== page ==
It looks like Clearview AI is about to patent technology that has been key to making the company controversial.
According to a report from Politico, the company has received a “notice of allowance” from the US Patent and Trademark Office concerning a patent application that covers its “methods of providing information about a person based on facial recognition,” with a core component being its automated web crawler that is designed to collect face images from across the internet, including from social media platforms. The notice means that the patent has effectively been approved, with Clearview only required to pay administrative fees to make it official.
The system that the patent describes is what has gotten Clearview AI into so much trouble over the past couple of years. The company has collected a huge trove of images of individuals, indiscriminately and without their consents, for use in a facial recognition system that it has sold to police and private corporations. Law enforcement agencies have been using facial recognition technology for many years now, often attracting controversy in the process themselves, but Clearview’s system has heightened ethical concerns by subjecting presumably innocent individuals to this technology by default.
These concerns have led to outrage, investigations, and fines around the world, especially in jurisdictions with strong privacy protections and regulatory oversight. And while Clearview has pulled its technology out of certain markets, it has generally carried on with its longstanding business model, and even raised $30 million in a Series B funding round this past summer. The company’s leadership have argued that all of the images it collects are in the public domain, freely shared by users on the internet.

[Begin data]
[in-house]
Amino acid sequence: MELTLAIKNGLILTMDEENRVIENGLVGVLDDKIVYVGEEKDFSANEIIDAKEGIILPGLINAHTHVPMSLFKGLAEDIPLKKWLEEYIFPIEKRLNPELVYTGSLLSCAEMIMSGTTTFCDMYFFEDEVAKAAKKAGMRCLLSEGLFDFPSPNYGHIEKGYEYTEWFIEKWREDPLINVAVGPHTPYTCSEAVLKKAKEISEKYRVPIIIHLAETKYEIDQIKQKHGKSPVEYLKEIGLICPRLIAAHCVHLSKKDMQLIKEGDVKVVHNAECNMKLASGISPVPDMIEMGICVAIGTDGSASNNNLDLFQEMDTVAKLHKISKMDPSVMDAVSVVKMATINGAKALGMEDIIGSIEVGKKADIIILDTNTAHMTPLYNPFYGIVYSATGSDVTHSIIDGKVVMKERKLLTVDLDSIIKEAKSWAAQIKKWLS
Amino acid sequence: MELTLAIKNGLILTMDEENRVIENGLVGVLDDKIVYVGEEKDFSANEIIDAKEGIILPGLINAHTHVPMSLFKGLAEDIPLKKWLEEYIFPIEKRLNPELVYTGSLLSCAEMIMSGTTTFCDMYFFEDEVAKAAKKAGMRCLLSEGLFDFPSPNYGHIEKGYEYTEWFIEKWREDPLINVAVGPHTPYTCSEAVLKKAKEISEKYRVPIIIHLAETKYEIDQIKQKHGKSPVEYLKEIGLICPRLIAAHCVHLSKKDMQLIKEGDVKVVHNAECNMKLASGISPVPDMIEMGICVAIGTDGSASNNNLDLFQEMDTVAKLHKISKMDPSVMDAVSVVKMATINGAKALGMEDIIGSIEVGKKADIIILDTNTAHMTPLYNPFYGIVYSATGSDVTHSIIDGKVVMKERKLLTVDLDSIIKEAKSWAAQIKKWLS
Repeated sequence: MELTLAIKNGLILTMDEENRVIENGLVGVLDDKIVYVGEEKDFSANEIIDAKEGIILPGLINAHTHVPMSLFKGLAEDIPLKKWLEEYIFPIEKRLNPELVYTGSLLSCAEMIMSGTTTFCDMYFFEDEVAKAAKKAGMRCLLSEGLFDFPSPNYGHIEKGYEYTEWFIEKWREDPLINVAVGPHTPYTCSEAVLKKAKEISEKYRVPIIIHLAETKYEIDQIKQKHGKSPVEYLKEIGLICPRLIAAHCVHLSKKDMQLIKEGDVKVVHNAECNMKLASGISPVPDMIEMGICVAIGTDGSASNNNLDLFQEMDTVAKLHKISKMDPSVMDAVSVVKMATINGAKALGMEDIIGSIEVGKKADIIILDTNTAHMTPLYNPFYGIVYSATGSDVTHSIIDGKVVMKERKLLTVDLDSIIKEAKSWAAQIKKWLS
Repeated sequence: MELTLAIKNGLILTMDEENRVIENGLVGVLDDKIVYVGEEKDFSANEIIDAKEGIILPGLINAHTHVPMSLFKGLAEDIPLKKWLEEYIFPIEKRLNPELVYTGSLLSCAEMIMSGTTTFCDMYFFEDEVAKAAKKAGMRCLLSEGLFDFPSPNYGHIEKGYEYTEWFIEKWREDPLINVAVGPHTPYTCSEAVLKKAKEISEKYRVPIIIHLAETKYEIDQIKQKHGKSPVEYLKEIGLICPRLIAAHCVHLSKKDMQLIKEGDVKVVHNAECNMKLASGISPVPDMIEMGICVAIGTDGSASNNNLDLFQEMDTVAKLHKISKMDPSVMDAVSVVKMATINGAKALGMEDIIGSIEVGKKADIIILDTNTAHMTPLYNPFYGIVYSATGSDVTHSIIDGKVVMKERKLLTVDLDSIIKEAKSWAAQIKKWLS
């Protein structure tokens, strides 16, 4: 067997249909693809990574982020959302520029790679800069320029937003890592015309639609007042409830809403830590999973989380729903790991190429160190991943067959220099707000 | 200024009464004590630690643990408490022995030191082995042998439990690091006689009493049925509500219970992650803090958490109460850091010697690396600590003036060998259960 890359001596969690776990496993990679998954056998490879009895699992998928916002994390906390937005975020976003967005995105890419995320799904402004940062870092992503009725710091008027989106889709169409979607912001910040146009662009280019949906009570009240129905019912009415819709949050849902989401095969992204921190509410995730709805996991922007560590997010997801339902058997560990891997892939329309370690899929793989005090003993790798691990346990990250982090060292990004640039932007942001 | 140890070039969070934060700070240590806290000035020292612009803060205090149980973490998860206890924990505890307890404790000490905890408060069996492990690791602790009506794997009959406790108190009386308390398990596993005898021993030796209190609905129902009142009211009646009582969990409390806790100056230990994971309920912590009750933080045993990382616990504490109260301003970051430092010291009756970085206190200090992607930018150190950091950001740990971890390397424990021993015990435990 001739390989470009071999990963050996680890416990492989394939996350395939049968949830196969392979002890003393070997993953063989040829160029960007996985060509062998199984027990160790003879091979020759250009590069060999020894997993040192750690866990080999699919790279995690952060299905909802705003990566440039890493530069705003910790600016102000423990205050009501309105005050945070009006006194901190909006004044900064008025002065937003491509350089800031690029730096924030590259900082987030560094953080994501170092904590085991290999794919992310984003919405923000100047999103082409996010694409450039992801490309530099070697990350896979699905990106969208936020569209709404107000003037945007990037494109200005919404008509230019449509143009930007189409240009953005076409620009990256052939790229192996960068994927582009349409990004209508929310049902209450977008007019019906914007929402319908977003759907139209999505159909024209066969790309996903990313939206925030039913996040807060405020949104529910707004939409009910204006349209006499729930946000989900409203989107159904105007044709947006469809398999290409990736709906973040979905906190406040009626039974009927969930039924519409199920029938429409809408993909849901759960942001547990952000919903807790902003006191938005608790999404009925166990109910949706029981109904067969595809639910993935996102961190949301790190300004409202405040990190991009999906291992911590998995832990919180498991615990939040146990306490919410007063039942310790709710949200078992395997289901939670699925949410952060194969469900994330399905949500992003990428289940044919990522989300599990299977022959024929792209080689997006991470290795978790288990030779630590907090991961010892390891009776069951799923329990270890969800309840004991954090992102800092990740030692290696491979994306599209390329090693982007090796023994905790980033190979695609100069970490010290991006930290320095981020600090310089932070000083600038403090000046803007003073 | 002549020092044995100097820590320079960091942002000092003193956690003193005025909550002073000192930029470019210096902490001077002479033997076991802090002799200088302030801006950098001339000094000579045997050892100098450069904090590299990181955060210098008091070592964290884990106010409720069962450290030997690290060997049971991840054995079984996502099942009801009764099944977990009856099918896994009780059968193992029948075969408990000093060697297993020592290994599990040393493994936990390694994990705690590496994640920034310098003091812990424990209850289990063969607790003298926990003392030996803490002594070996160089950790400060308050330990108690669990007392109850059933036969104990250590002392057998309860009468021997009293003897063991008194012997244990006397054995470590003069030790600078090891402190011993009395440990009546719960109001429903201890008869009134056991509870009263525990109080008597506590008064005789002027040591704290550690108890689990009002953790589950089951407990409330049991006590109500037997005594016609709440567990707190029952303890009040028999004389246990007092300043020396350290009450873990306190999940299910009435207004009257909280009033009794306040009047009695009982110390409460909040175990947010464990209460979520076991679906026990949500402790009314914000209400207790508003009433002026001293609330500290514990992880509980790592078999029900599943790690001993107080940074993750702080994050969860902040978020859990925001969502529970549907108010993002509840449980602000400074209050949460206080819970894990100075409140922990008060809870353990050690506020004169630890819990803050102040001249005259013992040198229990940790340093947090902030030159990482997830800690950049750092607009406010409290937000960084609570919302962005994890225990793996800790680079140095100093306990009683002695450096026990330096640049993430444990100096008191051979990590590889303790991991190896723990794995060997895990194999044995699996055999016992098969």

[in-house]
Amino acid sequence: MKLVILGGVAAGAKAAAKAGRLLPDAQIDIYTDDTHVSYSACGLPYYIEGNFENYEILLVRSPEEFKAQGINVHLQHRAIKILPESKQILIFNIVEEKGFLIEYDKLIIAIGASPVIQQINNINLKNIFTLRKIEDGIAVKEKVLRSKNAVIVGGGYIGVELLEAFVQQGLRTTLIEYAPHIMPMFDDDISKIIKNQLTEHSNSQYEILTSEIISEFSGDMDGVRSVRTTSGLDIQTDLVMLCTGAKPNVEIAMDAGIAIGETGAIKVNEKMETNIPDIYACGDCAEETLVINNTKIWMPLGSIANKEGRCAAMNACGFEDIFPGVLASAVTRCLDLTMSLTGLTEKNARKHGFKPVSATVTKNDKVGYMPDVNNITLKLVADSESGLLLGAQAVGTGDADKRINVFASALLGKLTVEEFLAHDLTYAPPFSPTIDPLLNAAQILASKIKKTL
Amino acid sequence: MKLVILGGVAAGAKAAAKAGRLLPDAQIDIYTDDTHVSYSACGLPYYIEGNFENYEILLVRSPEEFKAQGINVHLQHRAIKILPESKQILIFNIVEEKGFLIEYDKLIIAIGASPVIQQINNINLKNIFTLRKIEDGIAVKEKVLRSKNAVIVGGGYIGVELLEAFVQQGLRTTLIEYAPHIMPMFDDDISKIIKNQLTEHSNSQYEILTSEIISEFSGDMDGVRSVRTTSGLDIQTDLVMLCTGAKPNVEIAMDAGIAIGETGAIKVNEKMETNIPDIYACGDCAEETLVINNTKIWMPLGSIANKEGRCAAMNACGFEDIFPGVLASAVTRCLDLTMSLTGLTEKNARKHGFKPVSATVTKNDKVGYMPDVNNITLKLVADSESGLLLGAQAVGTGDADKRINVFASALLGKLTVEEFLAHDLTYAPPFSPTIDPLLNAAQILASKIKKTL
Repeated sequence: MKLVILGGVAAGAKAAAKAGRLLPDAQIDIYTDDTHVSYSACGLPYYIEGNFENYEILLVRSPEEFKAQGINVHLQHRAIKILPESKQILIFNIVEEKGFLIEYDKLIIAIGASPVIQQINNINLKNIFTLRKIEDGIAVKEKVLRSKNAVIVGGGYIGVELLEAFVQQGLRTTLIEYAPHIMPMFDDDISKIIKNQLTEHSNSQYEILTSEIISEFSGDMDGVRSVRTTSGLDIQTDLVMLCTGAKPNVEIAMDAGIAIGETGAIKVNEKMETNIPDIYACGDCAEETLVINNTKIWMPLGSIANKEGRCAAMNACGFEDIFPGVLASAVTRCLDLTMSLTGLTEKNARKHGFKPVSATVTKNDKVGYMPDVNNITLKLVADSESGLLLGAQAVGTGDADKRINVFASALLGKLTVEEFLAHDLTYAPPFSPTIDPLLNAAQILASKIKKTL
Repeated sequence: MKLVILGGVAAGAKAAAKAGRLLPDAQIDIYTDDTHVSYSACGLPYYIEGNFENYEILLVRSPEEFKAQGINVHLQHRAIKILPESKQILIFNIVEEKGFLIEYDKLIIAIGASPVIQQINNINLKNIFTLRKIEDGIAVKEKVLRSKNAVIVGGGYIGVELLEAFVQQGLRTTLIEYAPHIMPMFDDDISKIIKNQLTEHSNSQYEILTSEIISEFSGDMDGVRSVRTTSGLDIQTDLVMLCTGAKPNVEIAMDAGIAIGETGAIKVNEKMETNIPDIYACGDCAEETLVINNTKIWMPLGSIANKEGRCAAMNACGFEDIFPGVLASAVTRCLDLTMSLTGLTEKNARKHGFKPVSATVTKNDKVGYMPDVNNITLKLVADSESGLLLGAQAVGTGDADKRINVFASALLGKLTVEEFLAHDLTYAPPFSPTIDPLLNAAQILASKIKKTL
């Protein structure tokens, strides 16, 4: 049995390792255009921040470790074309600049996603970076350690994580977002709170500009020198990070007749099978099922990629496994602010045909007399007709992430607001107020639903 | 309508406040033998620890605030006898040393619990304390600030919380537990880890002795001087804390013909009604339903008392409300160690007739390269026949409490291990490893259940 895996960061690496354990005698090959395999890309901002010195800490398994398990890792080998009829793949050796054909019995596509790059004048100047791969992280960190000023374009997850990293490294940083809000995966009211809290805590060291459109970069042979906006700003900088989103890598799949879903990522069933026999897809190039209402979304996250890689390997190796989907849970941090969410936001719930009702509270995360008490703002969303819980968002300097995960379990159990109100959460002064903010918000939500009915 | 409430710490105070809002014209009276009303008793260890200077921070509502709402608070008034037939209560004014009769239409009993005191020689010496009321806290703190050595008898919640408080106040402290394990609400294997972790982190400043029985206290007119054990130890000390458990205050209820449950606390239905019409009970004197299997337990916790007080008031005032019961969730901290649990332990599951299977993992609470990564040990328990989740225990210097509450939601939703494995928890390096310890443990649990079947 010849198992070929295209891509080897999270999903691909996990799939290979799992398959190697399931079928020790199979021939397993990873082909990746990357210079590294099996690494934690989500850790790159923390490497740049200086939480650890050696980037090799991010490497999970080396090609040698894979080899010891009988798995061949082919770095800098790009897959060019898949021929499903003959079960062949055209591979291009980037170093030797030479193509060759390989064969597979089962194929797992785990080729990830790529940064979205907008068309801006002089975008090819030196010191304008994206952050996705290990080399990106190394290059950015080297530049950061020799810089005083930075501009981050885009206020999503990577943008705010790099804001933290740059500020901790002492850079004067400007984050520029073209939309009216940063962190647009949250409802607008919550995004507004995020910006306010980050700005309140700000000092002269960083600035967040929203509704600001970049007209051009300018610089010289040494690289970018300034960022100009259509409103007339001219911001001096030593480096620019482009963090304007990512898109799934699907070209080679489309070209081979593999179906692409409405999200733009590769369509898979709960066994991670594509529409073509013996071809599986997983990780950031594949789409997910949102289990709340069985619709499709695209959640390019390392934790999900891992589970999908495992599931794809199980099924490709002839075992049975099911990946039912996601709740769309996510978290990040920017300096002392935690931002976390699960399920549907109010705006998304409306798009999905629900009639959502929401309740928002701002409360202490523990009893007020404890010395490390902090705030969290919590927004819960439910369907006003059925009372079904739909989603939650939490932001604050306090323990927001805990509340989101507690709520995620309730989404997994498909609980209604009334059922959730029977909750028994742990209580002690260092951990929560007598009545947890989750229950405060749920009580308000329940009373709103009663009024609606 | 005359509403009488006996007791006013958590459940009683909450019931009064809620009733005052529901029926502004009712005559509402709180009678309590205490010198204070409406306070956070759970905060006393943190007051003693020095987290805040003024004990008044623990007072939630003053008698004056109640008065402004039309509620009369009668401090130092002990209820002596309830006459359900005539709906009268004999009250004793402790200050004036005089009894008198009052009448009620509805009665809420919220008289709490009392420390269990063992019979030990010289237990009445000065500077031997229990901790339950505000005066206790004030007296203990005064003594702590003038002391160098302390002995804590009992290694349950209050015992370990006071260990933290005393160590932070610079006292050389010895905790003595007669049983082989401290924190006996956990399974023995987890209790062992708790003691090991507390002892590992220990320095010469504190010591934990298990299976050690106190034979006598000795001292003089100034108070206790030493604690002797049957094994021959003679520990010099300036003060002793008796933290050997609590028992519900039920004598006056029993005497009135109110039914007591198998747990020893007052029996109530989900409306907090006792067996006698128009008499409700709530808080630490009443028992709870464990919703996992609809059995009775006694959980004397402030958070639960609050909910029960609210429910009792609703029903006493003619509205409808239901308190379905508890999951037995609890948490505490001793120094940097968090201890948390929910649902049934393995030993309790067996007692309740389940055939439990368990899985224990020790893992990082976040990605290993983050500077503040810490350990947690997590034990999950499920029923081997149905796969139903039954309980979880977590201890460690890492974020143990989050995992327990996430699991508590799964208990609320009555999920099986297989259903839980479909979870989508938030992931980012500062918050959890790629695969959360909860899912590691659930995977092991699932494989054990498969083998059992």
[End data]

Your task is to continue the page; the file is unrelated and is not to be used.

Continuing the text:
Receiving approval for a patent covering the most problematic components of its technology won’t necessarily change anything about Clearview’s operations. But it does appear to offer a kind validation for what Clearview is doing from a federal government agency.
Beyond that, the patent itself may hint at plans to expand the applications of Clearview’s biometric platform. As Politico notes, the patent application suggests that its facial recognition system could help “an individual to know more about a person that they meet, such as through business, dating, or other relationship.” If Clearview does not succumb to regulatory penalties and the various other forms of pushback it has been receiving over its services to law enforcement and retailers, it may intrude into new business areas as well.
December 6, 2021 – by Alex Perala